Killeen residents from all walks of life packed a meeting of the Killeen Independent School District’s board of trustees Tuesday night to make their case for naming the district’s 33rd elementary school.
The standing-room-only crowd filled the room, with more than 12 of them electing to speak during the meeting’s public forum to make their case for naming the school, which is set to open its doors to students for the 2014-2015 school year.
A large contingent of the crowd included teachers, parents and former students of Fowler Elementary School. The district is considering closing the small campus, sparking calls from the tight-knit Fowler community to transfer the name to the new campus.
“We can carry on this Fowler tradition at another building as long as we have the Fowler name,” said Renee Revis-Rice, who read a letter penned by the school’s teachers, staff and parents to board members. “We can become an even bigger school with an even bigger heart.”
Other speakers who advocated for Fowler at the meeting included former principal Becky Smith and Joseph Fowler’s son, Dr. Andy Fowler.
“To hear all the support of the legacy of my father, it does my heart good,” Fowler said.
Kimberly Hornsby also spoke to the trustees, and asked them to consider naming the school after her husband, Killeen police officer Robert Hornsby, who was killed in the line of duty in July.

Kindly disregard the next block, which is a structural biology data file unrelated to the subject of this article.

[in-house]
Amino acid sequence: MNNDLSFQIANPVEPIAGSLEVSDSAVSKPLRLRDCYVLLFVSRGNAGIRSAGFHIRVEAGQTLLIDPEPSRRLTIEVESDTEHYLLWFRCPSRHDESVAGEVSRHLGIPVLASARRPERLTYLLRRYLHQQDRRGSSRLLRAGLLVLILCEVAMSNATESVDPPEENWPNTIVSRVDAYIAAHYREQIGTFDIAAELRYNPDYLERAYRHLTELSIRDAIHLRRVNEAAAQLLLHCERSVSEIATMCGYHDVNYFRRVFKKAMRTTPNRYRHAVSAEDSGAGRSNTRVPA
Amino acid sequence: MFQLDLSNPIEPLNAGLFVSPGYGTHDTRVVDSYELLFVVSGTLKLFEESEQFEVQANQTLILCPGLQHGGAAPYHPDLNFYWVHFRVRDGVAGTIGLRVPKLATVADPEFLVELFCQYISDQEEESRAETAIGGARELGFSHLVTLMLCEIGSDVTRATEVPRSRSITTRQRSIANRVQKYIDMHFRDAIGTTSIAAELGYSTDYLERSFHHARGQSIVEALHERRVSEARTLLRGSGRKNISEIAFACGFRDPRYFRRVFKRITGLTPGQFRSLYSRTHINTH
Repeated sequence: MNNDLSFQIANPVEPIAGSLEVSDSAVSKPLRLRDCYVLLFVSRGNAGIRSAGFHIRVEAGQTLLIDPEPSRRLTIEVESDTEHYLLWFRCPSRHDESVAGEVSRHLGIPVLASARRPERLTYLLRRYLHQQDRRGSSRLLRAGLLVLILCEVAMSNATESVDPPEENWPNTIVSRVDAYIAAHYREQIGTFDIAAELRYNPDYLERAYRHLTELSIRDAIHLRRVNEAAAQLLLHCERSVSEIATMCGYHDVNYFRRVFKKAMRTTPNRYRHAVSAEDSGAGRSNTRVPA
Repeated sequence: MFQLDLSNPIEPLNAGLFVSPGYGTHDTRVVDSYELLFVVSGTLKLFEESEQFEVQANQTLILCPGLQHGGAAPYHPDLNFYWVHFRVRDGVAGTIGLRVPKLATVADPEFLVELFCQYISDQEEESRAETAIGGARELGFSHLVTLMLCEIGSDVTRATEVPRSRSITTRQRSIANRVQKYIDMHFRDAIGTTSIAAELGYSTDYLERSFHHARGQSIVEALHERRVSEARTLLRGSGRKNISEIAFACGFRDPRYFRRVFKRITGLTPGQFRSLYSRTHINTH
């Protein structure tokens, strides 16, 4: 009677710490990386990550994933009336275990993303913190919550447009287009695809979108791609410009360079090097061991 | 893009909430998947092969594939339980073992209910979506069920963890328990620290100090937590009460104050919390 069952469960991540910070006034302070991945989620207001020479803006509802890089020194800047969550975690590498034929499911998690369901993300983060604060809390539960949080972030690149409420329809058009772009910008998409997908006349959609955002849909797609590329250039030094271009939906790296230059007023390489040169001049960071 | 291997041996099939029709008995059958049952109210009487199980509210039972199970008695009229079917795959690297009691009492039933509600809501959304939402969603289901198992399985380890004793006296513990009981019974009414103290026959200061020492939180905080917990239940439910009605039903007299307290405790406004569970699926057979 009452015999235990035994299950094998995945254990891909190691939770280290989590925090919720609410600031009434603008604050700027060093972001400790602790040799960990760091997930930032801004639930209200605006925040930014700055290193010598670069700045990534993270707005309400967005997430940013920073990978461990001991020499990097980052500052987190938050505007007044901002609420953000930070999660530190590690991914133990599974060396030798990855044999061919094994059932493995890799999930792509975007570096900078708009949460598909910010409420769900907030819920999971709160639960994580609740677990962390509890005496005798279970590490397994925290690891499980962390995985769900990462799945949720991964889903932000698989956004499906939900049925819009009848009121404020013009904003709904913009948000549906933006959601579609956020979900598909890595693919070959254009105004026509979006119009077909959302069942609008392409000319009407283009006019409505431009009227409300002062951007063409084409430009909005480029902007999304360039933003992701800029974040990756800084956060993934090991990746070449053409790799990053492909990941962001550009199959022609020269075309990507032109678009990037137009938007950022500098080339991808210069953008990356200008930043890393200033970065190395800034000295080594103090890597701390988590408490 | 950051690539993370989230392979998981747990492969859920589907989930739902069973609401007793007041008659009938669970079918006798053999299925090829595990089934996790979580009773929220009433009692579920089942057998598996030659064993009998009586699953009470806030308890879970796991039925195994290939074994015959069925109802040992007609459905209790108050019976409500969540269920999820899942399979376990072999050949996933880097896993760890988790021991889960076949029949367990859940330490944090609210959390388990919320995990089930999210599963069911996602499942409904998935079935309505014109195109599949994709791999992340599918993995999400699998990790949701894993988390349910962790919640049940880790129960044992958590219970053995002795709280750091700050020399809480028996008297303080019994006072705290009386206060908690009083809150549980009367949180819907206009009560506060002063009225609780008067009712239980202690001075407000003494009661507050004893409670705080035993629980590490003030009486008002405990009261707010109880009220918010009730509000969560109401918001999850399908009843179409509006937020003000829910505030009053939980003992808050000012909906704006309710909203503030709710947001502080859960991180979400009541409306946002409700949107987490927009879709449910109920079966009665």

“Bobby served his community with mercy, grace and integrity,” said Hornsby, after tearfully recounting the circumstances of her husband’s death. “I think it would do him a great honor to have his name adorn the school.”
Still other speakers asked the trustees to consider naming the school after longtime Killeen teacher, principal and community member Alice Douse.
Douse worked as, among other positions, principal at Haynes Elementary School. She was one of the first African-American principals in the district.
Former Killeen school board member Fannie Flood-Lewis addressed the current board members, recounting Douse’s contributions both inside and outside the district.
“She’s honored us by giving us all that she had,” Lewis said. “Let’s honor her.”
Killeen Parks and Recreation Director Brett Williams, who attended Haynes while Douse was principal, agreed.
“As a young 5-year-old, the first leader I knew in life was Alice Douse,” Williams said. “She’s a tremendous part of who I am.”
Other advocates who spoke on Douse’s behalf included two of her four daughters, former Killeen City Council Member Rosa Hereford and Killeen Branch NAACP President TaNeika Driver-Moultrie.
Another community member asked trustees to consider naming the school after another longtime educator, Bernice Moland.
The board members did not make any comment on who they plan to name the new school after, and a vote on the matter was not on the agenda at Tuesday’s meeting.